As a challenging disorder; early recognition of HAV-MAS along with prompt initiation of treatment in case 1 along with supportive measures had contributed to recovery of the case.

Fulminant hepatitis had been reported to complicate less than 1% of HAV infections [18]. The linkage between renal failure and HAV infection was limited to fulminant cases except in very few reports [19-21]. Meanwhile, in HAV infections that are exhibiting benign course, renal disorders are rare to occur and only few reports had mentioned this particular complication in mild HAV infections [22,23,9]. Various pathogenic mechanisms have been suggested for acute kidney injury in fulminant cases starting by the nephrotoxic effects of high bilirubin and bile acids, and ending by description of immune complex mediated disease and mesangial proliferative glomerulonephritis in such cases [24]. In absence of renal functional impairment as in case 3 raised serum creatinine can be explained by bilirubin induced acute tubular injury. Tubulopathy and intra renal bile casts have recently been described as the pathogenic background for renal injury in severely jaundiced patients. In a recent case report; renal histology showed many tubular green casts, tubular injury and bilirubin composition of the tubular casts with Hall stain in a patient with calcular biliary obstruction and acute kidney injury [25]. The removal of the bile duct obstruction was followed by improvement of renal function. In a recent case report; renal histology showed many tubular green casts, tubular injury and bilirubin composition of the tubular casts with Hall stain in a patient with calcular biliary obstruction and acute kidney injury. The removal of the bile duct obstruction was followed by improvement of renal function [25]. Cholestatic hyperbilirubinemia either through the direct toxic effect of bilirubin salts or the bilirubin and bile acids ischemic potentiating effect also presented a challenging offender [23]. In a recent case report; a patient with calcular biliary obstruction and acute kidney injury, improvement was linked to removal of the bile duct obstruction [25]. However, the multifactorial dehydration (anorexia, vomiting, developing endotoxaemia) taking place in those ill patients is considered added confounder to the condition [26]. The direct cytopathic effect of the virus is also said to be involved [26]. Exclusion of other causes of renal injury as: sepsis, shock, drug toxicity, bacterial infections, and rhabdomyolysis represented a challenging diagnostic must in these cases.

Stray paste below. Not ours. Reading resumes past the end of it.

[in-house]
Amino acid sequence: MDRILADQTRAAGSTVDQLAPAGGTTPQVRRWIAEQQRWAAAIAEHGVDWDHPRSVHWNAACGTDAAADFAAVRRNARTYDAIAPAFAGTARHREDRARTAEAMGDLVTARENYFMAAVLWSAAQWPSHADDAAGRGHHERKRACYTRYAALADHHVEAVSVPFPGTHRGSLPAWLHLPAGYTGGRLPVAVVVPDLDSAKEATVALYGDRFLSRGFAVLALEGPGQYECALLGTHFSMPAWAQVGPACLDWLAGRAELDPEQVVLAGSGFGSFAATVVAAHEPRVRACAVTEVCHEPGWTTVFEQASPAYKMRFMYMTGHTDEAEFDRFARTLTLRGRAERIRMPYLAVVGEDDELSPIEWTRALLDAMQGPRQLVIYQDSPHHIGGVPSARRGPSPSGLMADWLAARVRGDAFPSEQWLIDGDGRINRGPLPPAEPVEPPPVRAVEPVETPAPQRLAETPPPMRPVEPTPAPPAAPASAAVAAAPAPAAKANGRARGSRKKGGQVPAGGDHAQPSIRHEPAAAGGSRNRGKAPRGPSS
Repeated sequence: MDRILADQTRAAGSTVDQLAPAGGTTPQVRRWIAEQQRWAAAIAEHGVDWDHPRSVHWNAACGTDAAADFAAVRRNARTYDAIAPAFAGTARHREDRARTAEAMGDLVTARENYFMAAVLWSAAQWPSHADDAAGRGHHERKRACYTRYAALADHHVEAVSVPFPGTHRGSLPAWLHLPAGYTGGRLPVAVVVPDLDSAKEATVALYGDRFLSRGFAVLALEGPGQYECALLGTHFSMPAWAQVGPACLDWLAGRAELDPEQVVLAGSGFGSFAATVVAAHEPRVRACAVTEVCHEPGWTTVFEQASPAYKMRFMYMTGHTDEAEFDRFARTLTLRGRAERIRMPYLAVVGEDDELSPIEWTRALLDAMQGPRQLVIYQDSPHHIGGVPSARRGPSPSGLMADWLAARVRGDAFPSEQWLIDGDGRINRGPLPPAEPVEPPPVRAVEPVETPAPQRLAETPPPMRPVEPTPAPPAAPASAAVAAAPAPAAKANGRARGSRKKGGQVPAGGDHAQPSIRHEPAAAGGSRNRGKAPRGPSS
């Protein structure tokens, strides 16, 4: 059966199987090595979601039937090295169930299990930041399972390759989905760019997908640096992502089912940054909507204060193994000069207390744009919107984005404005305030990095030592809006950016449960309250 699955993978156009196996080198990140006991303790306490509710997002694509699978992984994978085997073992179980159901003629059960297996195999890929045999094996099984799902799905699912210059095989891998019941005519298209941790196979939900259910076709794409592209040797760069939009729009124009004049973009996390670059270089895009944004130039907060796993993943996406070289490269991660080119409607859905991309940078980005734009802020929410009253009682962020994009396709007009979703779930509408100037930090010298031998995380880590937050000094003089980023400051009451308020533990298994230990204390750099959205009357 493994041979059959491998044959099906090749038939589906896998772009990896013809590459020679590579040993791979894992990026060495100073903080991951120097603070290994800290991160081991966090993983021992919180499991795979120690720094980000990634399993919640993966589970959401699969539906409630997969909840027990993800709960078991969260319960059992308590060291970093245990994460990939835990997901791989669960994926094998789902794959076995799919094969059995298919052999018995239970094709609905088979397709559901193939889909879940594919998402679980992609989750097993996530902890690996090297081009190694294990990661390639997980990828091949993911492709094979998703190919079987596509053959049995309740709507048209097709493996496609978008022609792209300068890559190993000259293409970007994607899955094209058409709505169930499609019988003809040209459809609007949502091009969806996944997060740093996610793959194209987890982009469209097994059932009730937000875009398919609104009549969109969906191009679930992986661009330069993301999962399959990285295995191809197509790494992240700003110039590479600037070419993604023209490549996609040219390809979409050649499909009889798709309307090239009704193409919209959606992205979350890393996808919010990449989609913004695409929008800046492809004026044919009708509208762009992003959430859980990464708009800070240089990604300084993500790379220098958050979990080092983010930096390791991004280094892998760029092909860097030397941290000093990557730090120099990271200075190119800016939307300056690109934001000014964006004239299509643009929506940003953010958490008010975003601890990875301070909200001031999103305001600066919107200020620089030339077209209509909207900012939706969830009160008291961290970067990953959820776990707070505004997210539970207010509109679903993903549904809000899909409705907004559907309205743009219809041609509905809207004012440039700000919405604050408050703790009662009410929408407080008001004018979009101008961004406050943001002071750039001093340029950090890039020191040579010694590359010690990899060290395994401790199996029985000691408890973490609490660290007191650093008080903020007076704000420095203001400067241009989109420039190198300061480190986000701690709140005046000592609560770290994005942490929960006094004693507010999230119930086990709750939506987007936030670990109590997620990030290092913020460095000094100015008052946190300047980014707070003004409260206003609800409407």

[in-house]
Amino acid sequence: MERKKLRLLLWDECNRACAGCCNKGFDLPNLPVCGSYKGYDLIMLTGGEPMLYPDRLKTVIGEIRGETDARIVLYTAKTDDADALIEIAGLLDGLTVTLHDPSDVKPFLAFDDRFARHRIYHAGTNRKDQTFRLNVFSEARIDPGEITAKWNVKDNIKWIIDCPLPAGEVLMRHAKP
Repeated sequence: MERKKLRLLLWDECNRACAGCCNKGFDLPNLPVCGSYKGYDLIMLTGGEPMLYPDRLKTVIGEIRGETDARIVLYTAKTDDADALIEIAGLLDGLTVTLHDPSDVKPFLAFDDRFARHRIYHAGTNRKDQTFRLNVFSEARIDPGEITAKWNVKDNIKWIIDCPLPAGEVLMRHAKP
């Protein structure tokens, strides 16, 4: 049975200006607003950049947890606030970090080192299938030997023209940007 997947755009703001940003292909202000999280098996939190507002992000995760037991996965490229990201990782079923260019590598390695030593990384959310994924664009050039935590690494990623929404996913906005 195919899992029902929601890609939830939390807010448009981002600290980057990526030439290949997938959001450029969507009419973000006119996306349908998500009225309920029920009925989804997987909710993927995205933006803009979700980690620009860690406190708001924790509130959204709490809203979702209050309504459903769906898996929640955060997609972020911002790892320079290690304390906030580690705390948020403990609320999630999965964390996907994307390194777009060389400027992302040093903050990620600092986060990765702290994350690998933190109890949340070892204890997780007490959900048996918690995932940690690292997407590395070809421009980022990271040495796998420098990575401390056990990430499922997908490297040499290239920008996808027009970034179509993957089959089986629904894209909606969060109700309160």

Acute tubular necrosis (ATN) is the most frequently reported histopathological variant of kidney injury associating HAV infection. Acute interstitial nephritis, and mesangial proliferative glomerulonephritis were also reported as single cases [27]. Only a report described a copresentation of interstitial nephritis and ATN associating nonfulminant hepatitis A [28].

In case 3, the acute renal insult could be attributed to either prerenal, direct cytopathic or immune mediated as the bilirubin levels were not so high to vindicate such an insult. The rapid recovery of kidney function in case 3 was paralleling the improvement in liver function and the drop of serum bilirubin levels. Also, laboratory data showed normal complement levels and didn’t support the diagnosis of immune or non-immune mediated acute glomerular injury. The rapidly resolved renal condition made the kidney biopsy unjustifiable. This fruitful outcome connected to improved bilirubin levels was similar to what’s mentioned in literature except for the temporary need of hemodialysis in some cases [20,21]. Nevertheless, improved renal disorders associating HAV infections following corticosteroids treatment had been reported [29]. Dissimilarly, were the results of Jung et al. who signified the need of hemodialysis in more than half of the patients with evidenced delayed anti-HAV IgM seroconversion, prolonged cholestasis. However correction of cholestasis is always accompanied with amelioration of kidney dysfunction [25].

In conclusion, renal and hematological evaluations are mandated in every single case of HAV infection, even non fulminant and non-severe cases.